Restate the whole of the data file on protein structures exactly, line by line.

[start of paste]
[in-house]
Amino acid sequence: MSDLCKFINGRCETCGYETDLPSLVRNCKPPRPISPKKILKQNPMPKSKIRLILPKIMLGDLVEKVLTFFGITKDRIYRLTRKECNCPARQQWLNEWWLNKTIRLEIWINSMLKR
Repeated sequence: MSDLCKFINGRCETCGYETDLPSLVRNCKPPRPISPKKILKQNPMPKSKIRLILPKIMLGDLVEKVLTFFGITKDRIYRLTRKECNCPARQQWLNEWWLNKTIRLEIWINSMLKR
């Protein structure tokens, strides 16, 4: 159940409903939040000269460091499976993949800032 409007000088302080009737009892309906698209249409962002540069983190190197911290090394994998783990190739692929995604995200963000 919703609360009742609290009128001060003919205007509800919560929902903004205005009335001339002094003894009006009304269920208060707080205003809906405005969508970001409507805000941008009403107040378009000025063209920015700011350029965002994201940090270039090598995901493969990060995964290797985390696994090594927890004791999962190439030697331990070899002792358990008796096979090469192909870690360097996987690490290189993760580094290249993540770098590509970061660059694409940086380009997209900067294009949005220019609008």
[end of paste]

[in-house]
Amino acid sequence: MSDLCKFINGRCETCGYETDLPSLVRNCKPPRPISPKKILKQNPMPKSKIRLILPKIMLGDLVEKVLTFFGITKDRIYRLTRKECNCPARQQWLNEWWLNKTIRLEIWINSMLKR
Repeated sequence: MSDLCKFINGRCETCGYETDLPSLVRNCKPPRPISPKKILKQNPMPKSKIRLILPKIMLGDLVEKVLTFFGITKDRIYRLTRKECNCPARQQWLNEWWLNKTIRLEIWINSMLKR
């Protein structure tokens, strides 16, 4: 159940409903939040000269460091499976993949800032 409007000088302080009737009892309906698209249409962002540069983190190197911290090394994998783990190739692929995604995200963000 919703609360009742609290009128001060003919205007509800919560929902903004205005009335001339002094003894009006009304269920208060707080205003809906405005969508970001409507805000941008009403107040378009000025063209920015700011350029965002994201940090270039090598995901493969990060995964290797985390696994090594927890004791999962190439030697331990070899002792358990008796096979090469192909870690360097996987690490290189993760580094290249993540770098590509970061660059694409940086380009997209900067294009949005220019609008």